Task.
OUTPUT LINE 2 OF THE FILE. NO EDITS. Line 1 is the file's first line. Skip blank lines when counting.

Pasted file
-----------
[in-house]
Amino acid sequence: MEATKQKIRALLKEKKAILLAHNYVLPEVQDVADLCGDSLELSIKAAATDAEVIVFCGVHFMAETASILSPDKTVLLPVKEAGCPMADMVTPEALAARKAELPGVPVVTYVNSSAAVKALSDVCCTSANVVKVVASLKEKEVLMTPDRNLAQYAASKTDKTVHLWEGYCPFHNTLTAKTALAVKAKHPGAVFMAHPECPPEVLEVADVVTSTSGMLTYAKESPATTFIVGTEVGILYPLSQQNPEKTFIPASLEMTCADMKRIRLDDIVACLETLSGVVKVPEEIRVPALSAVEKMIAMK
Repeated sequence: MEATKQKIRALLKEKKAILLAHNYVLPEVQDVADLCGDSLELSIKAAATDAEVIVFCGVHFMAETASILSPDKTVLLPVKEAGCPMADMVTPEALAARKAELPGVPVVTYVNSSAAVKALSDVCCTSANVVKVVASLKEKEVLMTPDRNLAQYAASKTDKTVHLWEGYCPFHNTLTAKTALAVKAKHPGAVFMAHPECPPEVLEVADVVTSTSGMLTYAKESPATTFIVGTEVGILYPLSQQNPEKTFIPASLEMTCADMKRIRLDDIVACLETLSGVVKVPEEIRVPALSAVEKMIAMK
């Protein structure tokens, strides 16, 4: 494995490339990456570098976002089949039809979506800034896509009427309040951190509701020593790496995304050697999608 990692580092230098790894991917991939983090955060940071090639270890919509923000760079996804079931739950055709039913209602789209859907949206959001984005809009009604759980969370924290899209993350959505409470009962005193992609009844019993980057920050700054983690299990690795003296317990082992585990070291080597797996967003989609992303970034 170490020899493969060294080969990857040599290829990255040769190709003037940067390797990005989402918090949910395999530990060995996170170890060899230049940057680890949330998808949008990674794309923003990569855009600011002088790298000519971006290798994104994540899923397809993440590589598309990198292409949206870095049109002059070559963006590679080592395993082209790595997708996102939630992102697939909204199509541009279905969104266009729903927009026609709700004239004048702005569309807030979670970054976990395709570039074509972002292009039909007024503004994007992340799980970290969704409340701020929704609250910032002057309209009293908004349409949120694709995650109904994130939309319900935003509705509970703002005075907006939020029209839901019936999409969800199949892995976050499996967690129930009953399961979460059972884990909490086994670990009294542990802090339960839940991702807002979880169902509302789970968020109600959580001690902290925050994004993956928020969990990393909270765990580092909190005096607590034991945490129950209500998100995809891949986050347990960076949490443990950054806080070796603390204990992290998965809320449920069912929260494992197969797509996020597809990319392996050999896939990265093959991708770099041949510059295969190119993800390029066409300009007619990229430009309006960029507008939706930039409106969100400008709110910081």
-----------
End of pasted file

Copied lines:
Amino acid sequence: MEATKQKIRALLKEKKAILLAHNYVLPEVQDVADLCGDSLELSIKAAATDAEVIVFCGVHFMAETASILSPDKTVLLPVKEAGCPMADMVTPEALAARKAELPGVPVVTYVNSSAAVKALSDVCCTSANVVKVVASLKEKEVLMTPDRNLAQYAASKTDKTVHLWEGYCPFHNTLTAKTALAVKAKHPGAVFMAHPECPPEVLEVADVVTSTSGMLTYAKESPATTFIVGTEVGILYPLSQQNPEKTFIPASLEMTCADMKRIRLDDIVACLETLSGVVKVPEEIRVPALSAVEKMIAMK